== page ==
INSIDE WEST PALM BEACHHosted by Barry OBrienTune in from 6-7pm Wednesdays OVERHOP*Special rates are subject to availability and minimum length-of-stay requirements. Available now through October 1, 2017. Image courtesy of Lee County Visitor & Convention Bureau.SKIPTHE CROWDSJUMPINTO FUN! SLOW DOWN AND UNWIND at Florida’s other island getaway! Youre only three hours by car from the Islands of Sanibel and Captiva„and a Royal staycationŽ on Floridas phenomenal Gulf coast! Enjoy world-class beaches and shelling, amazing restaurants, a relaxed pace, natural beauty and a whole lot more. Call us today to book your own private Sanibel-Captiva vacation home at special summer Florida resident rates!* BOOK BY PHONE OR ONLINE: 800-656-9111 | OF BIRDS SPECIES 230 VACATION & SEASONAL RENTALS Sanibel and Captiva Islands, Bonita Springs/Estero, Fort Myers, Fort Myers Beach, Cape Coral STOP LIGHTS 0 OF SHELLS VARIETIES 250 OF BEACHES MILES 15 A Cn H 605 South Olive Avenue • West Palm Beach, FL 33401 (561) 655-3109 • www.andersonshardware.comAVAILABLE THROUGH We deliver for families. Schedule a tour today. Call 844-447-4687 or visit Its Local.Its Entertaining.Its Mobile. Its FREE! Search Florida Weekly in the iTunes App Store today. Visit us online at ekly. Got Download?The iPad App 561-547-7606328 N. Dixie Hwy, Lake Worth, FL, 33460 Tues-Sat: 10:30am-5:30pm | Sun: 12:00pm-5:00pm Over 8,000 sq. feet Indoor and Outdoor Space ALL GOOD THINGS ANTIQUES & COLLECTIBLES ALL GOOD THINGS ANTIQUES & COLLECTIBLES


We heal for you. We heal for them. Start your journey in a comfortable and private Birthplace Suite at St. Mary’s Medical Center, where you’ll enjoy the award-winning care that over three generations of families have relied on. U7iVœ“ˆ}ˆ…ˆ}-'ˆiUnœ“vœ>Li'iri>UnœVˆi}i-iˆViU-iVˆ>ˆi`/i>“"{ Uˆ}…‡,ˆŽ*i}>Vn>iU/…i>}iii n1 ˆ*>“i>V…nœ' Ui`ˆV>i`n…ˆ`iœˆ> We deliver for families. Best Place to Deliver Your Baby Palm Beach CountyBest Maternity Care Palm Beach County South Florida Parenting Magazine 2017 WINNER Schedule a tour today. Call 844-447-4687 or visit 100 SOUTH OCEAN BLVD. MANALAPAN FL 33462 EAUPALMBEACH.COM/DINING 561-540-4924 Summer dining specials at Eau Palm Beach Re sort & Spa through September 30th. Temple Orange Mediterranean Bistro€Ros all day! Enjoy half-price bottles of ros rBWBJMBCMFEBJMZ €Escape to the Mediterranean and indulge in a $45 three-course prix fixe dinner, available dailyBreeze Ocean Kitchen €Pop by for our daily $20.17 burger and craft beer pairing served daily from 11am … 5pm€Celebrate Sunday Funday and Veuve with a ViewŽ with half-price bottles of Veuve Clicquot from 2 … 6pmStir€Enjoy $10 Moscow Mules daily, served with live entertainment on Friday and Saturday evenings Inside.Outside.Seaside.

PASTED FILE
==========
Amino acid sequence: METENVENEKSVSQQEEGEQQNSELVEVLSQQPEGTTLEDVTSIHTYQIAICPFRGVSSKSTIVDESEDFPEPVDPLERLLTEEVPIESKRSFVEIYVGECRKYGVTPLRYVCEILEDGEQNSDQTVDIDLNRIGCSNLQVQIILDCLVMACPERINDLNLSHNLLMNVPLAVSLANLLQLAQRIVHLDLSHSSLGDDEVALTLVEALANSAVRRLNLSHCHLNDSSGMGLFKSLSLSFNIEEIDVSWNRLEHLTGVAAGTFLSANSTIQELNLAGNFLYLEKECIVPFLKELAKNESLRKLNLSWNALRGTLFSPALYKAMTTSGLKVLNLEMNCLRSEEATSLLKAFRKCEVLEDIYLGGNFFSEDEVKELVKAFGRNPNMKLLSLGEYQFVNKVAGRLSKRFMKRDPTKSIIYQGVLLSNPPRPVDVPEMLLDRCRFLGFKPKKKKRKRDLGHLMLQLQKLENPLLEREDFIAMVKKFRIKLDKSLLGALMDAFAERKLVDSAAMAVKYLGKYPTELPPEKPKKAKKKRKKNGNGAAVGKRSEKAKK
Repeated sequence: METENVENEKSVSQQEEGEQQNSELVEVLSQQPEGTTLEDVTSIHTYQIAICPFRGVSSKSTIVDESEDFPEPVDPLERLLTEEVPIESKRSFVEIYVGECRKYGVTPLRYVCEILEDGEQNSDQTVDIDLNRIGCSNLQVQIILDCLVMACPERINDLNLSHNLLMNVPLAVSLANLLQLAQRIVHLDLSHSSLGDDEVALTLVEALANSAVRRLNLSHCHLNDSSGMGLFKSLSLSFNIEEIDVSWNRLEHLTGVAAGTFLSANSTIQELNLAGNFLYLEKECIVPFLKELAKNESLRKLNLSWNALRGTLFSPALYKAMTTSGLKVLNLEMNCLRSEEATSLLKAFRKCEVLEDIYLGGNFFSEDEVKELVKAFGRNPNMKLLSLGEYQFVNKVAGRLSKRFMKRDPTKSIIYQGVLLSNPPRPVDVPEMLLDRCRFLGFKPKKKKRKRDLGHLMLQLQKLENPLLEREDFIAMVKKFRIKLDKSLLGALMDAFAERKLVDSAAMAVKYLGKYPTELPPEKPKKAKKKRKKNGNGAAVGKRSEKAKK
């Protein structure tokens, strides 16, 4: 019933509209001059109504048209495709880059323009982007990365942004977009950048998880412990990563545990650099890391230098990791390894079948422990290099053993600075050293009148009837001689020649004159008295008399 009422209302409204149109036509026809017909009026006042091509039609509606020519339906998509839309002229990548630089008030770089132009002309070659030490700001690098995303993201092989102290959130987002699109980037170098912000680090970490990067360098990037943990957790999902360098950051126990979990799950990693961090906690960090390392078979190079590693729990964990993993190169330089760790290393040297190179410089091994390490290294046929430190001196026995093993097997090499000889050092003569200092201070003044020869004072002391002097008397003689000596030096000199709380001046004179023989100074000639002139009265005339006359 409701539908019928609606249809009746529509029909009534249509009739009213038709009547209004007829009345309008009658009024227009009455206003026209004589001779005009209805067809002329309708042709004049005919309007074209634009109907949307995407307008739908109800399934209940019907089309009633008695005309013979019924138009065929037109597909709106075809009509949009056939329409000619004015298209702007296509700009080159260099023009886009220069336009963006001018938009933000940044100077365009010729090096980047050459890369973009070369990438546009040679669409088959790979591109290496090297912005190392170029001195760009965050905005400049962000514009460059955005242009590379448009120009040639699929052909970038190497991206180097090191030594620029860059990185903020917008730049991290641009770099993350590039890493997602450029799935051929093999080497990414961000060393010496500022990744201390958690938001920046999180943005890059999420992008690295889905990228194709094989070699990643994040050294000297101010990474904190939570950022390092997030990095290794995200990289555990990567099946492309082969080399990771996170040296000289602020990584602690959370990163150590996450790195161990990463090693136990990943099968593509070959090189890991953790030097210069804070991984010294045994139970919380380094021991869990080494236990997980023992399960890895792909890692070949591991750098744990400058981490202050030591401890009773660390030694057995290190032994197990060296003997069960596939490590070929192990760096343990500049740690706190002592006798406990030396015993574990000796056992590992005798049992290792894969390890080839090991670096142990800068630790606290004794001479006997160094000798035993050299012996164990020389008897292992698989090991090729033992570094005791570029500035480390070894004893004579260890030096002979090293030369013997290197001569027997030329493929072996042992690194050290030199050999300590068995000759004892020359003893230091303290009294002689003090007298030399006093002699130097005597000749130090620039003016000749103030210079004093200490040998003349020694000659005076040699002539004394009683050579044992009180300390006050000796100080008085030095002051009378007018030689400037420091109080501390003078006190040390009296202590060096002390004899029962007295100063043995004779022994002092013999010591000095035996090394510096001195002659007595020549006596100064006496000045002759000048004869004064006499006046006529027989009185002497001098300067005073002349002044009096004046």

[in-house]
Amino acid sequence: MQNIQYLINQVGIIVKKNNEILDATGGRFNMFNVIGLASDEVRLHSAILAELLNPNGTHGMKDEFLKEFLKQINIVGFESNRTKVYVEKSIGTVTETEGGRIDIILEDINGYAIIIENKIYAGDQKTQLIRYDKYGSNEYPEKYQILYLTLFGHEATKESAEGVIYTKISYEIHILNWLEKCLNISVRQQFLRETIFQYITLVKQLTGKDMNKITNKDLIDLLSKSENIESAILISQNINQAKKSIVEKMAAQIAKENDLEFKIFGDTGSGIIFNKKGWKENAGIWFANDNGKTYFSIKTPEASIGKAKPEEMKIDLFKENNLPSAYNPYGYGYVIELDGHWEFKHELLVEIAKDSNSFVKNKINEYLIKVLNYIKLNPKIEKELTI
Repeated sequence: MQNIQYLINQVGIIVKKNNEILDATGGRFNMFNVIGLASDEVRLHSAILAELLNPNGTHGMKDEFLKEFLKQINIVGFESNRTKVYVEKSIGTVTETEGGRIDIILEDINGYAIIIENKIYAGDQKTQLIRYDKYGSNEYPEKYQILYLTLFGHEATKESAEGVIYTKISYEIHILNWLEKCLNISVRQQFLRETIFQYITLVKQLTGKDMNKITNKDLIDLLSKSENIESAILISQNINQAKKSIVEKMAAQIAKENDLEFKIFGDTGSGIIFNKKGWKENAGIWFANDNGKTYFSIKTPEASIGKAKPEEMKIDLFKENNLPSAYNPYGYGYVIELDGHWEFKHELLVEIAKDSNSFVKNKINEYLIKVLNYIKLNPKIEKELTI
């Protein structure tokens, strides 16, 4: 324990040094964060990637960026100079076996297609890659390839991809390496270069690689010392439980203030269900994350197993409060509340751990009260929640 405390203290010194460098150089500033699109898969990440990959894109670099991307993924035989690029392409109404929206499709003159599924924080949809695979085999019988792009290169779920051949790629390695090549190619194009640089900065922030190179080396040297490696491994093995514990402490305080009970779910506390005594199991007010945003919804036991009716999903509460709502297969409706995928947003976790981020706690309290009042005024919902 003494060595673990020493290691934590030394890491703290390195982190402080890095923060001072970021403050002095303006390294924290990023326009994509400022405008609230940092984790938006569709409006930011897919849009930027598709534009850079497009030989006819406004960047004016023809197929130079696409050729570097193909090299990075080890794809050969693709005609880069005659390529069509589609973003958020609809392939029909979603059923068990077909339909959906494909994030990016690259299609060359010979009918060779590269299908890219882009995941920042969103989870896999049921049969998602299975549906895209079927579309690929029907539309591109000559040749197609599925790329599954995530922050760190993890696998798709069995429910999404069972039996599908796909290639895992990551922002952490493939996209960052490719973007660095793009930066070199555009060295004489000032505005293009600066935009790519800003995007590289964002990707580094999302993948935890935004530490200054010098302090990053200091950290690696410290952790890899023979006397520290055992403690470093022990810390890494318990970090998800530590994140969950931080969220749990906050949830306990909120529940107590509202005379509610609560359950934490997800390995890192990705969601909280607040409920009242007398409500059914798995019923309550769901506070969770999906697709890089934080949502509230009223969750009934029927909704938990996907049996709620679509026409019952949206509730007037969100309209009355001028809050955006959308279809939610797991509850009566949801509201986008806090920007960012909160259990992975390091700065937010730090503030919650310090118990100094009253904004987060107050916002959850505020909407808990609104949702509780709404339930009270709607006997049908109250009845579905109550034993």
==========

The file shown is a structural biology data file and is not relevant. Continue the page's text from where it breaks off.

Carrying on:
GOLF, WATERFRONT & OTHER LUXURY PROPERTIES VINCE MAROTTA LOCAL LUXURY EXPERT Ocean to ICW Views I 3BR/3.1BA I 3,500 SF I $3.2M 2 Contiguous 1-Acre Lots on the Golf Course I From $2.7M Ocean to ICW Views I 3BR/4.1BA I 3,510 SF I $2.995M CLARIDGE 2-N, JUPITER ISLAND THE BEARÂ’S CLUB, JUPITER Totally Renovated I 4BR/5.1BA I 5,300 SF I $2.79M Direct Ocean View I 3BR/2.1BA I 2,186 SF I $825,000 SOLD FRENCHMANS CREEK, PBG New Construction I 5BR/5.1BA I 4,923 SF I $1.199M ALTON, PBG Ocean & ICW Views I 2BR/2BA I 1,223 SF I Starting at $329,000 SINGER ISLAND CONDOS Impact Glass I 2BR/2BA I 1,223 SF I $349,000 CONNEMARA, SINGER ISLAND Custom Pool Home I 3BR/3BA I 2,082 SF I $479,000 N. CYPRESS DR., TEQUESTA SOLD CLARIDGE, JUPITER ISLAND ICW & Golf Views I 2BR/2BA I 1,396 SF I $309,000 GOVERNORS POINTE, NPB SOLD SEAWINDS, SINGER ISLAND


LUXE LIVING PALM BEACH FLORIDA WEEKLY THE PALM BEACH LUXURY HOME REDEFINED AUGUST 2017 CHILLING EFFECTDesigns that can cool a hot summer.Page 2 X PROFILEDemetrius McCray is the mural masterPage 6 X GETAWAYUnwind in Vero Beach.Page 7 X COURTESY PHOTOS Palm Beach Art, Antique & Design Center’s big, black building ‘exceeding our expectations’PAGE 4 on design